Queuing is a big deal in Japan, a physical exercise of the principles of discipline and etiquette that are drilled into every schoolchild and reinforced for every adult.

When, at last, we were waved over to a pair of seats, we bent hungrily over our bowls, slurping and semi-eavesdropping on the still-waiting people pressed into the narrow space behind us. “This guy is supposed to be the real deal,” an American man said to his wife. A knot of Australian bros on a stag weekend read snippets of TripAdvisor reviews out loud to one another to psych themselves up: “We waited outside for 30 to 40 minutes in the rain in the early phase of a typhoon in order to eat at Fuunji. Then, we spent 10 more minutes hovering over diners inside, waiting for them to surrender their stools.” After our own tsukemen experience, another American in line caught my eye as we were leaving: “Is it worth it?” I didn’t answer, not really knowing how. Sure, it was great, but was it an-hour-of-my-life great? At least we hadn’t waited in the rain.

When I ate at Fuunji, I’d been in town for barely 24 hours, most of them spent disoriented and cranky and jet-lagged. I’m a plan-ahead kind of traveler, Tokyo is a plan-ahead kind of city, and despite my guesses and pleading, my editor refused to break the rules and give me any sort of early heads-up on where she was sending me. The whole point of this assignment is not to plan ahead. So I had one day’s notice that I was being sent to Tokyo, a day marked by feverish crowd-sourcing of tips and recommendations—and virtually every restaurant, every bar, every museum and tour that my friends sent my way required either a two-month lead time or a two-hour wait in line.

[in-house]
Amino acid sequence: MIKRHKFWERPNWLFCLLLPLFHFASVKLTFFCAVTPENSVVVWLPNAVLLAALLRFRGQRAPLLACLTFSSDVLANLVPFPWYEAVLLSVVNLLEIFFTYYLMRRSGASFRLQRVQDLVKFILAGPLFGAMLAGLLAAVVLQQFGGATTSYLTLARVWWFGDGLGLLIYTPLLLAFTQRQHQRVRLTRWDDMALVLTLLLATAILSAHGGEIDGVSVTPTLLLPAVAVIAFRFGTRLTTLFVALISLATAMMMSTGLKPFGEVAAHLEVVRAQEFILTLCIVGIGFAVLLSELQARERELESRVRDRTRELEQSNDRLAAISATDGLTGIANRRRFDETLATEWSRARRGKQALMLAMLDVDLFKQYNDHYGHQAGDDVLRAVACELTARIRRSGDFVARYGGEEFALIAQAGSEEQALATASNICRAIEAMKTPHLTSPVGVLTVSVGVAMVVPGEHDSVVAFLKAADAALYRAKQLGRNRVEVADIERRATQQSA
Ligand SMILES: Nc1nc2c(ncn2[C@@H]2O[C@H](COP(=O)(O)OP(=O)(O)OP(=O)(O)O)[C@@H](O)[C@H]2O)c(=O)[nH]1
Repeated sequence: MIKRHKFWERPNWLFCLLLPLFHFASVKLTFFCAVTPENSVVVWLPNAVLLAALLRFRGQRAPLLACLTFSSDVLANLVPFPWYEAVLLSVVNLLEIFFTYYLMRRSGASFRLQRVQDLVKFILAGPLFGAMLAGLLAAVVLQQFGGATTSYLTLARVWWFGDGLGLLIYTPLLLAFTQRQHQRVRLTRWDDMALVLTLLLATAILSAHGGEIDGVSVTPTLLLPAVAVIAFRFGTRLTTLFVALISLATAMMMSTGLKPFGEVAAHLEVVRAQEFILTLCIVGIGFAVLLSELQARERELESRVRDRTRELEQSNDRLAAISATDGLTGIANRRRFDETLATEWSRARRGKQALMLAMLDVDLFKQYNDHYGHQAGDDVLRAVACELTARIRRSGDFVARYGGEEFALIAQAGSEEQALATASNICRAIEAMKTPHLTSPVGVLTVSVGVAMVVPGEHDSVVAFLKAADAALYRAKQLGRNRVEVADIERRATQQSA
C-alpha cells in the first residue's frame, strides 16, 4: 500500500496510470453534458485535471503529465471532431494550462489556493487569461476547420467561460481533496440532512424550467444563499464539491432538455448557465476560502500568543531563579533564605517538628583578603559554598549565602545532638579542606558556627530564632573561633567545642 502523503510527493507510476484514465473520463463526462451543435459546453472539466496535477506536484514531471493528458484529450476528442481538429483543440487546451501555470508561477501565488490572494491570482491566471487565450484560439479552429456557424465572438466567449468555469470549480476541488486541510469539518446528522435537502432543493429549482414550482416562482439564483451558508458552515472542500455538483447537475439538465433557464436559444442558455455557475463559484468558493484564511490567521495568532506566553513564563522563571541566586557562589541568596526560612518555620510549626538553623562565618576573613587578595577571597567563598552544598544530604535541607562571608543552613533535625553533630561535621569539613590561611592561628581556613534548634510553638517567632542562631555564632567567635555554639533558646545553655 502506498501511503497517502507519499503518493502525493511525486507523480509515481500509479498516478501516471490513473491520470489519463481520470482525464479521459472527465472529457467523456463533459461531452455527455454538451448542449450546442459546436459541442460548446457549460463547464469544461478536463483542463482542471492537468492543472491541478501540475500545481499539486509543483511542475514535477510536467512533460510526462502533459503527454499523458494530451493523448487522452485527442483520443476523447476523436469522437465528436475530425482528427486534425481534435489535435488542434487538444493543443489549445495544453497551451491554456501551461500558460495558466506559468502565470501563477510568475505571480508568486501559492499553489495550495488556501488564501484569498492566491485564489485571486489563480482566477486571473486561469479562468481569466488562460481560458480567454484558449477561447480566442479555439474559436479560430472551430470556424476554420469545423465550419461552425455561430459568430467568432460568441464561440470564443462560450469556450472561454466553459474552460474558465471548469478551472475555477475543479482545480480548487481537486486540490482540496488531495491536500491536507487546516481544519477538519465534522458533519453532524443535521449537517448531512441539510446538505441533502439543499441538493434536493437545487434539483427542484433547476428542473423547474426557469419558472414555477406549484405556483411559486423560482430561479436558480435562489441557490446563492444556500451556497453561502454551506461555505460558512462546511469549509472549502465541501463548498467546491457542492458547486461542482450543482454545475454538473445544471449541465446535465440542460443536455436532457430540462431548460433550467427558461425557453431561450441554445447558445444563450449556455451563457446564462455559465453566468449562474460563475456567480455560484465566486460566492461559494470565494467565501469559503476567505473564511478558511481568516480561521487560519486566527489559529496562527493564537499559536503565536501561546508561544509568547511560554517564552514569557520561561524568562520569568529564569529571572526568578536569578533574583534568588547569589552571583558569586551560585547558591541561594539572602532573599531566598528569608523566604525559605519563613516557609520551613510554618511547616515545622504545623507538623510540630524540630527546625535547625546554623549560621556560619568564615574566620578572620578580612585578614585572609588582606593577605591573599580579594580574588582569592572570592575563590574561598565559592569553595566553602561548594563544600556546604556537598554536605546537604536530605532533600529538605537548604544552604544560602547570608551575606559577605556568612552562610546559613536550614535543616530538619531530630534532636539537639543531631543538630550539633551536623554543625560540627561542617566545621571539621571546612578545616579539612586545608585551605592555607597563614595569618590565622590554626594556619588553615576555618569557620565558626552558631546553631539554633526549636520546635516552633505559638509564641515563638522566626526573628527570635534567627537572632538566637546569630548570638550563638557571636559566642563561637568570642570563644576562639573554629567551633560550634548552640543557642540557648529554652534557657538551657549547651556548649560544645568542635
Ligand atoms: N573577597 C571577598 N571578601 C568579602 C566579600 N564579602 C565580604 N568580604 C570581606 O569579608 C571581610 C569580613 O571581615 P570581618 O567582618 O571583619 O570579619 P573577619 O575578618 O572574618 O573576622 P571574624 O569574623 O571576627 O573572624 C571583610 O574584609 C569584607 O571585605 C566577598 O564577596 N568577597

Queuing is a big deal in Japan, a physical exercise of the principles of discipline and etiquette that are drilled into every schoolchild and reinforced for every adult. People line up, without apparent impatience, not only at ramen restaurants and store cash registers, but to board subway trains, nab a taxi at a stand, and enter elevators. After the 2011 Tōhoku earthquake—an event so tectonically powerful that it shifted the entire main island of Japan eight feet eastward and spat up a towering tsunami that ravaged the country’s northeast—the world watched in awe as millions of affected Japanese refrained almost entirely from looting, and instead waited in calm, orderly lines to receive supplies, sometimes for 12 hours or more. Next to that, how can my aversion to a queue mean anything at all? I realized that⎯like Leah, like everyone else in Tokyo—like it or not, I was going to have to become a person who waits.